Major crime drivers - Unemployment, lack of jobs impairing Vision 2030
Almost six in every 10 Jamaicans are convinced that the high unemployment rate is the main reason for the country's chronic crime state.
Poverty, bad parenting, poor education and an unfair justice system also figure prominently among the factors that Jamaicans blame for the murder rate moving from 3.9 per 100,000 inhabitants at Independence in 1962, one of the lowest in the world, to 58 per 100,000 people in 2005, among the highest in the world.
Last year, 1,350 persons were murdered across the island at a rate of approximately 41 per 100,000 people, with the number up about 20 per cent so far this year. The police have reported that most other major crimes are down significantly since the start of the year.
But that has not satisfied Jamaicans, with 64 per cent saying that if crime and violence was reduced and more jobs created, Jamaica would be a better place to live, work and raise families, which is the Vision 2030 mantra.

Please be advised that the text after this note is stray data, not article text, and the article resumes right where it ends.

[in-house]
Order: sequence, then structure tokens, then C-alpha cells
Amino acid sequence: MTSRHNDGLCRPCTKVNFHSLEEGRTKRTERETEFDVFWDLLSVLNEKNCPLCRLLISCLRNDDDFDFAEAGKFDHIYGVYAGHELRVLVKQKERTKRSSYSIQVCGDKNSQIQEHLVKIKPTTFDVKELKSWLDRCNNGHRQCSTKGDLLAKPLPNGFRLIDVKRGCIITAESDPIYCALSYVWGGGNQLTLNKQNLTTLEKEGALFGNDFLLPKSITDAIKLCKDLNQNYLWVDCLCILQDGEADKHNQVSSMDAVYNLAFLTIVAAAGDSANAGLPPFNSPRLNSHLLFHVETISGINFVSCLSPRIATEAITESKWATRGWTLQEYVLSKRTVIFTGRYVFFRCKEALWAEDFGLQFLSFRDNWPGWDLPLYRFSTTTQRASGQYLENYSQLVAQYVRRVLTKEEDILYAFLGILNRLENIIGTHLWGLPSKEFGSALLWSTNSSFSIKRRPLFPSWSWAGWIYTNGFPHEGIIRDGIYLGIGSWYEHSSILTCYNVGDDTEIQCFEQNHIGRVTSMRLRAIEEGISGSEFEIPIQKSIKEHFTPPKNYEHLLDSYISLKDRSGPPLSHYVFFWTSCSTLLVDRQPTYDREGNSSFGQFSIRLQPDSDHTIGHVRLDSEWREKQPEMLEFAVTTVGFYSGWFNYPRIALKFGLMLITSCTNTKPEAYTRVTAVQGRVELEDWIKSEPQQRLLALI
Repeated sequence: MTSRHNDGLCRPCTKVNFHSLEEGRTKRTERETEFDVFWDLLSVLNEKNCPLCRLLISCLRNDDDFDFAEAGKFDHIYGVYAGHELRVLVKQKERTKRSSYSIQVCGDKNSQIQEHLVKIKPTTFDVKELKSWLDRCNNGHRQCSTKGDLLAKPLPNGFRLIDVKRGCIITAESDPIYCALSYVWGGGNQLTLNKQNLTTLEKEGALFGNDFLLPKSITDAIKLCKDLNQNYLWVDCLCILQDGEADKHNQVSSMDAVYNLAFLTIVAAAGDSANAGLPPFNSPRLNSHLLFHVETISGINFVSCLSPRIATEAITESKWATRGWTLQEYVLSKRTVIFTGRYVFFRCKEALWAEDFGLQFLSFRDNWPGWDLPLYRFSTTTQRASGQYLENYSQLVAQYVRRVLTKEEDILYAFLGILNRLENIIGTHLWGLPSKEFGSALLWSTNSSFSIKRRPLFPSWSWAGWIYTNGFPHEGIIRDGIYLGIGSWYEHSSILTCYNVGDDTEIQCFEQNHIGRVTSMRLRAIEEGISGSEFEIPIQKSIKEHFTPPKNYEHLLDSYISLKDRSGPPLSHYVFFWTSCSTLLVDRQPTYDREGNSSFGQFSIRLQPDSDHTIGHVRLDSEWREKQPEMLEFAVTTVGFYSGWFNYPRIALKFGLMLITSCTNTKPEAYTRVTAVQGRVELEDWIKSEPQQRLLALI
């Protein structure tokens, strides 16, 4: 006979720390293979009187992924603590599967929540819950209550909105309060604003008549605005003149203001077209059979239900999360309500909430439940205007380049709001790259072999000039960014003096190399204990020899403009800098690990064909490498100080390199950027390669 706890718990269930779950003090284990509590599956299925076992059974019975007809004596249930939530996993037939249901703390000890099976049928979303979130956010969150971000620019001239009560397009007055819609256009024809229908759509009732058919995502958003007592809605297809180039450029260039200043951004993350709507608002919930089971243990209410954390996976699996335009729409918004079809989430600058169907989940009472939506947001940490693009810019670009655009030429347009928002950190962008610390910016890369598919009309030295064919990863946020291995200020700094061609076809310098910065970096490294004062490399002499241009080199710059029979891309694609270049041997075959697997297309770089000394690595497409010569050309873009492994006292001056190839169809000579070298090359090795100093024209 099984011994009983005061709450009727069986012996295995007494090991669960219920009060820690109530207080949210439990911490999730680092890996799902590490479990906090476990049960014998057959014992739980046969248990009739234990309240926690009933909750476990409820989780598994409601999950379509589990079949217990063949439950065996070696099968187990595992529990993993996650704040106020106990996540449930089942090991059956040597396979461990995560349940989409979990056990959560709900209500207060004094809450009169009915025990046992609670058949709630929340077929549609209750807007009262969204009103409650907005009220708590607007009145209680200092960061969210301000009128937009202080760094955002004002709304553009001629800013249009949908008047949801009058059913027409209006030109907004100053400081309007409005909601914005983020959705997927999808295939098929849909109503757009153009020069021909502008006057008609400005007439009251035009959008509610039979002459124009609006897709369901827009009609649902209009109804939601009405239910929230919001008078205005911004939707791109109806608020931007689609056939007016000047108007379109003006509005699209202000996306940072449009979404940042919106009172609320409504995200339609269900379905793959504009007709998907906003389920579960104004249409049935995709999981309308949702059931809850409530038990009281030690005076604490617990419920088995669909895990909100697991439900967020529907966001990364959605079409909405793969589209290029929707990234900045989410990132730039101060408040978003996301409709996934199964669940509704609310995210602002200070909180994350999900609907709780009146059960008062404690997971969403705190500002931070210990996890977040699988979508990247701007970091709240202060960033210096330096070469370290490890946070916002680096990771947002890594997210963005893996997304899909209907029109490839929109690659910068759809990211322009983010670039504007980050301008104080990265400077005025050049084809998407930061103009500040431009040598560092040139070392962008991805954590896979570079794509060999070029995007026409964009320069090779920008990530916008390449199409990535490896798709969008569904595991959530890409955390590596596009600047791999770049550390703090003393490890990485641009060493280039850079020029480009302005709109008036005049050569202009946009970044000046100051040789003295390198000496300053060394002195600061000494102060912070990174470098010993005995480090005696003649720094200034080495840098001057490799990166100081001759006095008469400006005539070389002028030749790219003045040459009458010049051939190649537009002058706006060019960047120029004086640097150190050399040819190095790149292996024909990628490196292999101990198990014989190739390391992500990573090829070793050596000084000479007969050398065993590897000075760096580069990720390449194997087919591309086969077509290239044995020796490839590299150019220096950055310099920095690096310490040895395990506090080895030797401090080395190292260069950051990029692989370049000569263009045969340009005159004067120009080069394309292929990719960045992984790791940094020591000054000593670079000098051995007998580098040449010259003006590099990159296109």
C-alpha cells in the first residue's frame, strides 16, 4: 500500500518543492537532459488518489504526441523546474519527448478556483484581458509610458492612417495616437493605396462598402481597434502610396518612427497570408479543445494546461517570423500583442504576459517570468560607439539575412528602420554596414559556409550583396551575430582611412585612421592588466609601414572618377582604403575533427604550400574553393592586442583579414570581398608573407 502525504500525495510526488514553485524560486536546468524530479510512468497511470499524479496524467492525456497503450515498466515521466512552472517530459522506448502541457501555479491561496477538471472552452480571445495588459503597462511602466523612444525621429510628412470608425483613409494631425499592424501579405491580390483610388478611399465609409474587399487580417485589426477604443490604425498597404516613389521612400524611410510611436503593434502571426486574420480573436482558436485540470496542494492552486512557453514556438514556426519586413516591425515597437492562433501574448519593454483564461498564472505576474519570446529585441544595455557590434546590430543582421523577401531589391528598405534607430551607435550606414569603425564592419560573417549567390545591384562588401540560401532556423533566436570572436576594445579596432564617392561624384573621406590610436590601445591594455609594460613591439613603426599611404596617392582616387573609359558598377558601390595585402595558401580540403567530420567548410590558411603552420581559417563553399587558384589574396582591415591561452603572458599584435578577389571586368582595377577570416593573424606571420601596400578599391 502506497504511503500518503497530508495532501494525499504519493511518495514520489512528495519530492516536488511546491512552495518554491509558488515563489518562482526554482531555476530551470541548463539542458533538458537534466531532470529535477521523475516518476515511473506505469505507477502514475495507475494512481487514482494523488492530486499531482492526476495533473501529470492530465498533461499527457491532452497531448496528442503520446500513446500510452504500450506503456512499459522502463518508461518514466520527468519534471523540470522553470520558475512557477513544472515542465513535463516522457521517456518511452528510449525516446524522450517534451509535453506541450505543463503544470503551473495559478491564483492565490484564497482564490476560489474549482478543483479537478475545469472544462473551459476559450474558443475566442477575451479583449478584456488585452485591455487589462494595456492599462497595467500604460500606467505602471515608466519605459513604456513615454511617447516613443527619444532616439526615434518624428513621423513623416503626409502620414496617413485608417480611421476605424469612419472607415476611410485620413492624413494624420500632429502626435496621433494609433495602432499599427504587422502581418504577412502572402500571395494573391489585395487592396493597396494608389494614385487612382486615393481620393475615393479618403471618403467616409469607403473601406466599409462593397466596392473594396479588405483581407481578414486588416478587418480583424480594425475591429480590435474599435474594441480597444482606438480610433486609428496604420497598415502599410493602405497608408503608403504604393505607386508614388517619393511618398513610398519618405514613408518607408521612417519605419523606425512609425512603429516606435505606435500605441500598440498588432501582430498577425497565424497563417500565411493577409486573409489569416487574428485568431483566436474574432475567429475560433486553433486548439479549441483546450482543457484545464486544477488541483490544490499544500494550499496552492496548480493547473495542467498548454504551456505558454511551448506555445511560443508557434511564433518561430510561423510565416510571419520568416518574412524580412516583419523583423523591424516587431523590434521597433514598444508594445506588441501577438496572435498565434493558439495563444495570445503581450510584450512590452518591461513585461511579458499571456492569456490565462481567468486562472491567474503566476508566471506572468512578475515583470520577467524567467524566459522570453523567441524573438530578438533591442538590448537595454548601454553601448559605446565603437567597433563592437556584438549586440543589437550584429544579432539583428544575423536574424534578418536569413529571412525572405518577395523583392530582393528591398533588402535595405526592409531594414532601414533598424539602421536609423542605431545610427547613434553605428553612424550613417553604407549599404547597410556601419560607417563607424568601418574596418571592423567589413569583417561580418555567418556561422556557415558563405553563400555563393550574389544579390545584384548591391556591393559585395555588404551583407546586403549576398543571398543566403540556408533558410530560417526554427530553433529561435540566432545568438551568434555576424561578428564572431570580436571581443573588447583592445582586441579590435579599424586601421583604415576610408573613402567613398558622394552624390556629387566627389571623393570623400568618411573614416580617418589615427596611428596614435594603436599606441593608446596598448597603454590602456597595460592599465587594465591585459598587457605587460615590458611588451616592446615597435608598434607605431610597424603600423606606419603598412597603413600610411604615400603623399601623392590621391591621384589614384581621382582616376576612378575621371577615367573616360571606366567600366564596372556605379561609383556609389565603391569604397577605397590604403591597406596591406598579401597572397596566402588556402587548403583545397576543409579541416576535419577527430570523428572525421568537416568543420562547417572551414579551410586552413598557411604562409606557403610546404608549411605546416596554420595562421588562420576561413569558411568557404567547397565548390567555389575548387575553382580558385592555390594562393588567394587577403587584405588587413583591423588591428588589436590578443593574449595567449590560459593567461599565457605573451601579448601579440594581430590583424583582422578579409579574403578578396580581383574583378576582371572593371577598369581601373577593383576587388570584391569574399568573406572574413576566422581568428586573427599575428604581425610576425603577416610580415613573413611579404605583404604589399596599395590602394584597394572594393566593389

That is according to a Gleaner-commissioned Bill Johnson poll conducted islandwide from June 9 to 11 with 1,500 respondents and a sampling error of plus or minus two per cent, and CEO of the Private Sector Organisation of Jamaica Dennis Chung agrees.
According to Chung, Jamaican government policy, over decades, has failed to create a society of law and order and sufficient opportunities for people to become more educated and productive.
"Government policy does not encourage labour productivity and does not encourage law and order in the society. When you have that combination, then you create an environment that is ripe for crimes to be committed," charged Chung.
Society needs a mindset change
But head of the Major Organised Crime and Anti-Corruption Agency, Deputy Commissioner of Police Selvin Hay, says it will take more than increased employment opportunities to reduce crime in Jamaica.
According to Hay, increased job opportunities cannot solve the crime problem, as this will not stop persons from engaging in organised crime such as lottery scamming.
"The average person does analyse the crime situation [and I am] not saying [this] in a derogatory way. They look at crime from a survivalist perspective and the fear driver will prevail," said Hay as he argued that the society needs a change of mindset.
- Rocheda Bartley